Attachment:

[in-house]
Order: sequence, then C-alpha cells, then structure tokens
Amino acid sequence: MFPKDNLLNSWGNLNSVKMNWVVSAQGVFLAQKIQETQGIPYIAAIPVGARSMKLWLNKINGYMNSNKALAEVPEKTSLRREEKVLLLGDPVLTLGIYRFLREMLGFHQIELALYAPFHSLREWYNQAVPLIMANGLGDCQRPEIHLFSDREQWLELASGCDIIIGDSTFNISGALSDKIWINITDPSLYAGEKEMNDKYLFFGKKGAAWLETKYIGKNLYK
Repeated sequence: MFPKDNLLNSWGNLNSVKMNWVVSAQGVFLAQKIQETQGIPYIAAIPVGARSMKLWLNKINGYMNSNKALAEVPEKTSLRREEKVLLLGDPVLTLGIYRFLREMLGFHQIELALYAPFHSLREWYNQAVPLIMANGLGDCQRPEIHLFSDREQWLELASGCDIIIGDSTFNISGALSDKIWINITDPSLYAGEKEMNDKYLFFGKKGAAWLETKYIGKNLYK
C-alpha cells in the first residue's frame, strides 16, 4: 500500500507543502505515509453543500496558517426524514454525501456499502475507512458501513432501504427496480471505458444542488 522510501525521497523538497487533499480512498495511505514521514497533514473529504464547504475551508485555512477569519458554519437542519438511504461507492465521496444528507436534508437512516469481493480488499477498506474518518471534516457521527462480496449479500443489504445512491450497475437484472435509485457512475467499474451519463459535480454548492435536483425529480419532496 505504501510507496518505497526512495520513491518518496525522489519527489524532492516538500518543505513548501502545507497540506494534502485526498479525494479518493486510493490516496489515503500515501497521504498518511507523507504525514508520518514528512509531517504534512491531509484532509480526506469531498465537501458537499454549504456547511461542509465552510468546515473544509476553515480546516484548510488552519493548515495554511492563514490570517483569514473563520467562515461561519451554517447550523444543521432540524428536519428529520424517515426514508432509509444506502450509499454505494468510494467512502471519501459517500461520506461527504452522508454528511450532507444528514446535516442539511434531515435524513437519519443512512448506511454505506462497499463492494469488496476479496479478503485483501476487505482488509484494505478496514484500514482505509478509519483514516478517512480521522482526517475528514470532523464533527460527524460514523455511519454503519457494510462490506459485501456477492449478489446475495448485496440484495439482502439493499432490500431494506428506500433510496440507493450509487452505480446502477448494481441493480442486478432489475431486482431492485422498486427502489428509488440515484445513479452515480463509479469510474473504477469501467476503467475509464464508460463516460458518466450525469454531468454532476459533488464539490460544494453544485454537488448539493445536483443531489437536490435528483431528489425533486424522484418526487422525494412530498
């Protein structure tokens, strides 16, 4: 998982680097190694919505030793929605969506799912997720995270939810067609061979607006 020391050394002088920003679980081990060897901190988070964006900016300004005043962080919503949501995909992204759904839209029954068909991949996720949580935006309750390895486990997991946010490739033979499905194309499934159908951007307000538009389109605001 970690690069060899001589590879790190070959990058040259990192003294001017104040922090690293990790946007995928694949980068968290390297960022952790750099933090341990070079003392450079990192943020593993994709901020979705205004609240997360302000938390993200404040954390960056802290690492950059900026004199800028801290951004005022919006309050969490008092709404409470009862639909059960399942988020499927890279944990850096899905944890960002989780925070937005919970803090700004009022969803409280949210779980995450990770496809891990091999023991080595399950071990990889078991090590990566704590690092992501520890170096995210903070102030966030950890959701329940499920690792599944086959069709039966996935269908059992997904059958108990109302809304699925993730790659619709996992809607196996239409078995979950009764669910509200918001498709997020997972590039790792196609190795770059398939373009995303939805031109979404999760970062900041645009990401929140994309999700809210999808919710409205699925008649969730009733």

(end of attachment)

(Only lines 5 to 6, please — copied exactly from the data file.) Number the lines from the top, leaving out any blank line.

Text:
C-alpha cells in the first residue's frame, strides 16, 4: 500500500507543502505515509453543500496558517426524514454525501456499502475507512458501513432501504427496480471505458444542488 522510501525521497523538497487533499480512498495511505514521514497533514473529504464547504475551508485555512477569519458554519437542519438511504461507492465521496444528507436534508437512516469481493480488499477498506474518518471534516457521527462480496449479500443489504445512491450497475437484472435509485457512475467499474451519463459535480454548492435536483425529480419532496 505504501510507496518505497526512495520513491518518496525522489519527489524532492516538500518543505513548501502545507497540506494534502485526498479525494479518493486510493490516496489515503500515501497521504498518511507523507504525514508520518514528512509531517504534512491531509484532509480526506469531498465537501458537499454549504456547511461542509465552510468546515473544509476553515480546516484548510488552519493548515495554511492563514490570517483569514473563520467562515461561519451554517447550523444543521432540524428536519428529520424517515426514508432509509444506502450509499454505494468510494467512502471519501459517500461520506461527504452522508454528511450532507444528514446535516442539511434531515435524513437519519443512512448506511454505506462497499463492494469488496476479496479478503485483501476487505482488509484494505478496514484500514482505509478509519483514516478517512480521522482526517475528514470532523464533527460527524460514523455511519454503519457494510462490506459485501456477492449478489446475495448485496440484495439482502439493499432490500431494506428506500433510496440507493450509487452505480446502477448494481441493480442486478432489475431486482431492485422498486427502489428509488440515484445513479452515480463509479469510474473504477469501467476503467475509464464508460463516460458518466450525469454531468454532476459533488464539490460544494453544485454537488448539493445536483443531489437536490435528483431528489425533486424522484418526487422525494412530498
């Protein structure tokens, strides 16, 4: 998982680097190694919505030793929605969506799912997720995270939810067609061979607006 020391050394002088920003679980081990060897901190988070964006900016300004005043962080919503949501995909992204759904839209029954068909991949996720949580935006309750390895486990997991946010490739033979499905194309499934159908951007307000538009389109605001 970690690069060899001589590879790190070959990058040259990192003294001017104040922090690293990790946007995928694949980068968290390297960022952790750099933090341990070079003392450079990192943020593993994709901020979705205004609240997360302000938390993200404040954390960056802290690492950059900026004199800028801290951004005022919006309050969490008092709404409470009862639909059960399942988020499927890279944990850096899905944890960002989780925070937005919970803090700004009022969803409280949210779980995450990770496809891990091999023991080595399950071990990889078991090590990566704590690092992501520890170096995210903070102030966030950890959701329940499920690792599944086959069709039966996935269908059992997904059958108990109302809304699925993730790659619709996992809607196996239409078995979950009764669910509200918001498709997020997972590039790792196609190795770059398939373009995303939805031109979404999760970062900041645009990401929140994309999700809210999808919710409205699925008649969730009733």